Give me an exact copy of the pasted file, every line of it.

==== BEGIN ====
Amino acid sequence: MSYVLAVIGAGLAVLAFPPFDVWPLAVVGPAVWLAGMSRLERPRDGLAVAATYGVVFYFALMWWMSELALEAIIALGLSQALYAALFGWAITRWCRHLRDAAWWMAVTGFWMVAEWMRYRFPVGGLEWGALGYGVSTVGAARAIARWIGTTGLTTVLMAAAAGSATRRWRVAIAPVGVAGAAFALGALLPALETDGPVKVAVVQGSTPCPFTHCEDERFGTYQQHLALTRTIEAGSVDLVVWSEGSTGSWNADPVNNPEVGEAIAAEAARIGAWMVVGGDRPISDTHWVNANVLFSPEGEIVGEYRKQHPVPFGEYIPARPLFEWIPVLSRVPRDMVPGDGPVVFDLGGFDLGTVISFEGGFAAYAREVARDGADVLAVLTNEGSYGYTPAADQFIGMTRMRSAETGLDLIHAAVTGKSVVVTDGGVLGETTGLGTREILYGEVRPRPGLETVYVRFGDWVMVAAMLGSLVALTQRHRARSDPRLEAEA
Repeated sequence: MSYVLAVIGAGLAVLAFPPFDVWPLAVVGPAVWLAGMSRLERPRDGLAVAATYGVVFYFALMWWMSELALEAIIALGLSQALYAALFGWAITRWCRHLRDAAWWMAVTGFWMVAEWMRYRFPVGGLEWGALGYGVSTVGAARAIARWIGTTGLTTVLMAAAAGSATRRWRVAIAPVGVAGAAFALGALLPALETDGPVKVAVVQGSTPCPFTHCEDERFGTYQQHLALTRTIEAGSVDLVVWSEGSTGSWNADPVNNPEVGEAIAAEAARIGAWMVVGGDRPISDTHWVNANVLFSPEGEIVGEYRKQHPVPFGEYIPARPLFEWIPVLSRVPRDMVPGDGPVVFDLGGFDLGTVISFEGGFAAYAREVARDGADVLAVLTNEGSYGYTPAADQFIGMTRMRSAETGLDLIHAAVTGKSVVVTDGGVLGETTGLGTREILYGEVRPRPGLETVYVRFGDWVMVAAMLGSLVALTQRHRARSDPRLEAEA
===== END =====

Amino acid sequence: MSYVLAVIGAGLAVLAFPPFDVWPLAVVGPAVWLAGMSRLERPRDGLAVAATYGVVFYFALMWWMSELALEAIIALGLSQALYAALFGWAITRWCRHLRDAAWWMAVTGFWMVAEWMRYRFPVGGLEWGALGYGVSTVGAARAIARWIGTTGLTTVLMAAAAGSATRRWRVAIAPVGVAGAAFALGALLPALETDGPVKVAVVQGSTPCPFTHCEDERFGTYQQHLALTRTIEAGSVDLVVWSEGSTGSWNADPVNNPEVGEAIAAEAARIGAWMVVGGDRPISDTHWVNANVLFSPEGEIVGEYRKQHPVPFGEYIPARPLFEWIPVLSRVPRDMVPGDGPVVFDLGGFDLGTVISFEGGFAAYAREVARDGADVLAVLTNEGSYGYTPAADQFIGMTRMRSAETGLDLIHAAVTGKSVVVTDGGVLGETTGLGTREILYGEVRPRPGLETVYVRFGDWVMVAAMLGSLVALTQRHRARSDPRLEAEA
Repeated sequence: MSYVLAVIGAGLAVLAFPPFDVWPLAVVGPAVWLAGMSRLERPRDGLAVAATYGVVFYFALMWWMSELALEAIIALGLSQALYAALFGWAITRWCRHLRDAAWWMAVTGFWMVAEWMRYRFPVGGLEWGALGYGVSTVGAARAIARWIGTTGLTTVLMAAAAGSATRRWRVAIAPVGVAGAAFALGALLPALETDGPVKVAVVQGSTPCPFTHCEDERFGTYQQHLALTRTIEAGSVDLVVWSEGSTGSWNADPVNNPEVGEAIAAEAARIGAWMVVGGDRPISDTHWVNANVLFSPEGEIVGEYRKQHPVPFGEYIPARPLFEWIPVLSRVPRDMVPGDGPVVFDLGGFDLGTVISFEGGFAAYAREVARDGADVLAVLTNEGSYGYTPAADQFIGMTRMRSAETGLDLIHAAVTGKSVVVTDGGVLGETTGLGTREILYGEVRPRPGLETVYVRFGDWVMVAAMLGSLVALTQRHRARSDPRLEAEA